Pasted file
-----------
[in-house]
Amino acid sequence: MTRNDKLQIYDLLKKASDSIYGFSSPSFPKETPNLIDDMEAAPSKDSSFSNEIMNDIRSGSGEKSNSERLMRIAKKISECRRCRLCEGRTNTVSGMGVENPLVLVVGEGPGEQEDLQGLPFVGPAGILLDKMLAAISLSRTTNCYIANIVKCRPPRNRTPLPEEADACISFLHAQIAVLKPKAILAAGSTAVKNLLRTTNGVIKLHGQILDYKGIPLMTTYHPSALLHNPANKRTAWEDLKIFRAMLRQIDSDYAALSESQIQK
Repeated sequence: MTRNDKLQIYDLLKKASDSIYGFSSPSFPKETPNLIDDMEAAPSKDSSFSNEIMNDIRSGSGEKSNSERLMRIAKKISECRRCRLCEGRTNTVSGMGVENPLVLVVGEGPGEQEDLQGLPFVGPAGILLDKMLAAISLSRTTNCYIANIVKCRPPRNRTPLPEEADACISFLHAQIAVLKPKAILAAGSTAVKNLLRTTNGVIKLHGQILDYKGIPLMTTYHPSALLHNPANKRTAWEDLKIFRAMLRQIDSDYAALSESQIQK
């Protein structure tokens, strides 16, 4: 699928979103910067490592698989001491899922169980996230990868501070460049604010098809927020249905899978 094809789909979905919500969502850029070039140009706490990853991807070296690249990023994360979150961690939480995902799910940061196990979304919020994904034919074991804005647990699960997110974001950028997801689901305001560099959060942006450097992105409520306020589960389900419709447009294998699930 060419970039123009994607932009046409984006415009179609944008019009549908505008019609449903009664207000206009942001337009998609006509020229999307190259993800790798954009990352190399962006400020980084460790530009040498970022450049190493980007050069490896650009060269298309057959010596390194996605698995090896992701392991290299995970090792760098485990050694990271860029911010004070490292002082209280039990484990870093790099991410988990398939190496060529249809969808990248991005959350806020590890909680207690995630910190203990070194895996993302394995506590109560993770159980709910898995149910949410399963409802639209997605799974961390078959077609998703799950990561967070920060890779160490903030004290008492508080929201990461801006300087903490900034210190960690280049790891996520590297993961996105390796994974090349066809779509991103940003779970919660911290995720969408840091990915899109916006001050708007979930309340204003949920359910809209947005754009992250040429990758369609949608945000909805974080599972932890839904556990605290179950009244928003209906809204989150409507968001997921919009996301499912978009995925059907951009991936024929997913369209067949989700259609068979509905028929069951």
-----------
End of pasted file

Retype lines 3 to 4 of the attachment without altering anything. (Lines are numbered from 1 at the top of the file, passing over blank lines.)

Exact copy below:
Repeated sequence: MTRNDKLQIYDLLKKASDSIYGFSSPSFPKETPNLIDDMEAAPSKDSSFSNEIMNDIRSGSGEKSNSERLMRIAKKISECRRCRLCEGRTNTVSGMGVENPLVLVVGEGPGEQEDLQGLPFVGPAGILLDKMLAAISLSRTTNCYIANIVKCRPPRNRTPLPEEADACISFLHAQIAVLKPKAILAAGSTAVKNLLRTTNGVIKLHGQILDYKGIPLMTTYHPSALLHNPANKRTAWEDLKIFRAMLRQIDSDYAALSESQIQK
């Protein structure tokens, strides 16, 4: 699928979103910067490592698989001491899922169980996230990868501070460049604010098809927020249905899978 094809789909979905919500969502850029070039140009706490990853991807070296690249990023994360979150961690939480995902799910940061196990979304919020994904034919074991804005647990699960997110974001950028997801689901305001560099959060942006450097992105409520306020589960389900419709447009294998699930 060419970039123009994607932009046409984006415009179609944008019009549908505008019609449903009664207000206009942001337009998609006509020229999307190259993800790798954009990352190399962006400020980084460790530009040498970022450049190493980007050069490896650009060269298309057959010596390194996605698995090896992701392991290299995970090792760098485990050694990271860029911010004070490292002082209280039990484990870093790099991410988990398939190496060529249809969808990248991005959350806020590890909680207690995630910190203990070194895996993302394995506590109560993770159980709910898995149910949410399963409802639209997605799974961390078959077609998703799950990561967070920060890779160490903030004290008492508080929201990461801006300087903490900034210190960690280049790891996520590297993961996105390796994974090349066809779509991103940003779970919660911290995720969408840091990915899109916006001050708007979930309340204003949920359910809209947005754009992250040429990758369609949608945000909805974080599972932890839904556990605290179950009244928003209906809204989150409507968001997921919009996301499912978009995925059907951009991936024929997913369209067949989700259609068979509905028929069951």